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A Hidden Gem


Smallcombe Garden Cemetery, as it’s now known, was opened in 1855. Hidden away in a small cwm (Welsh for valley), the garden cemetery has the air of a secret place, yet is barely a mile from Bath city centre.  The burial ground and its graves are awash with the history of Bath, and of Britain, from Victorian times through to the mid 20th century.


A taxidermist, John Brown, was first to be buried here on March 9th 1856. About 7,000 burials later, in 1988, the cemetery was officially closed to new grave plots. Then, with local authorities keeping the long grass in check and securing any unsafe monuments, the hidden cemetery was left largely to time and nature – until 2015. 


Originally named 'Churchyard of St Mary the Virgin, Bathwick' the cemetery was the overflow from the 1820 St Mary’s Church at the bottom of Bathwick Hill.   It is a classic example of the Garden Cemetery Movement, with a sweeping drive up to the chapel for carriages and many footpaths for strolling around the graveyard.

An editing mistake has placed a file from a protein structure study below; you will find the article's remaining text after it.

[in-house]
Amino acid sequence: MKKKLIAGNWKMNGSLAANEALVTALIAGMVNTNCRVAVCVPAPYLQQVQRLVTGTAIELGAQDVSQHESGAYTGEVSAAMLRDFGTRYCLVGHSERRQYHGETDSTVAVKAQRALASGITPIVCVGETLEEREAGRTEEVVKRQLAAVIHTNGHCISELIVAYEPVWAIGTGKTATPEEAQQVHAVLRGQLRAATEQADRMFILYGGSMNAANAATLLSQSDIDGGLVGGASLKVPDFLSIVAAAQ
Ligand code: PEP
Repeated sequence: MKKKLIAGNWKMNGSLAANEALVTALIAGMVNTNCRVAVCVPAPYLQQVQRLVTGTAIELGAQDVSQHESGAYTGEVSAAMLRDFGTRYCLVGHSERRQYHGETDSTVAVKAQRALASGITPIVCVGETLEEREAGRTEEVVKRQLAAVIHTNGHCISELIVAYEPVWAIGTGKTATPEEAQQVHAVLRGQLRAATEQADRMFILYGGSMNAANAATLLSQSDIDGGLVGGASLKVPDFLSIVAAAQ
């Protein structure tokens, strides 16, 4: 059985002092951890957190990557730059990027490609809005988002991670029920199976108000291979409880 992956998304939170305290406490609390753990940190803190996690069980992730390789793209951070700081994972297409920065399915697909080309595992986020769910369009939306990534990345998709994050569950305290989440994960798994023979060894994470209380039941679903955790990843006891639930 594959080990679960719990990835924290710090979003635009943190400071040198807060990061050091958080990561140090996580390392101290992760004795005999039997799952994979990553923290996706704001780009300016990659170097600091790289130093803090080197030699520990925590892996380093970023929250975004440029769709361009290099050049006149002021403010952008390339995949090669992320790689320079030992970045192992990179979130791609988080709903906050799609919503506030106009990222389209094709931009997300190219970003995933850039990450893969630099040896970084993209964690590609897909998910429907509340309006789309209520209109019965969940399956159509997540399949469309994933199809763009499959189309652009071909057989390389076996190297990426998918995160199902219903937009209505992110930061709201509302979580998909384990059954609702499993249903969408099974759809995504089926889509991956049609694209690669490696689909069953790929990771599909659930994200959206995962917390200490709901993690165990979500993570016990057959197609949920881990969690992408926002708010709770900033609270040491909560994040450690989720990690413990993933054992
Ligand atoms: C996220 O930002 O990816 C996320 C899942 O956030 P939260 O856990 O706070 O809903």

The Anglican or Church of England chapel,  with its high arched porch as if for a country house, was designed by Thomas Fuller and noted in Pevsner’s ‘Buildings of England’.


In 1861, a second adjacent cemetery was opened, with a small octagonal Chapel for Non-Conformists  designed by Alfred Goodridge. It was to be run not by the church but by the local authority’s Bath Burial Board. The Non-Conformist area is separated from Church of England burials only by a row of stones.  Named just ‘Smallcombe Vale’, this cemetery too is filled with history.


By the mid 1880's, the combined cemeteries were well established and burials were socially important events attended by dignitaries. One burial was accompanied by 50 carriages. The Bath Chronicle  often reported in detail, as did local papers further afield. 


In 2015, the Friends of St Mary’s charity raised funds to care for the little-known but much loved ‘special place’, to rebuild collapsing structures and to research and record the intriguing histories of its occupants . The project continues today.


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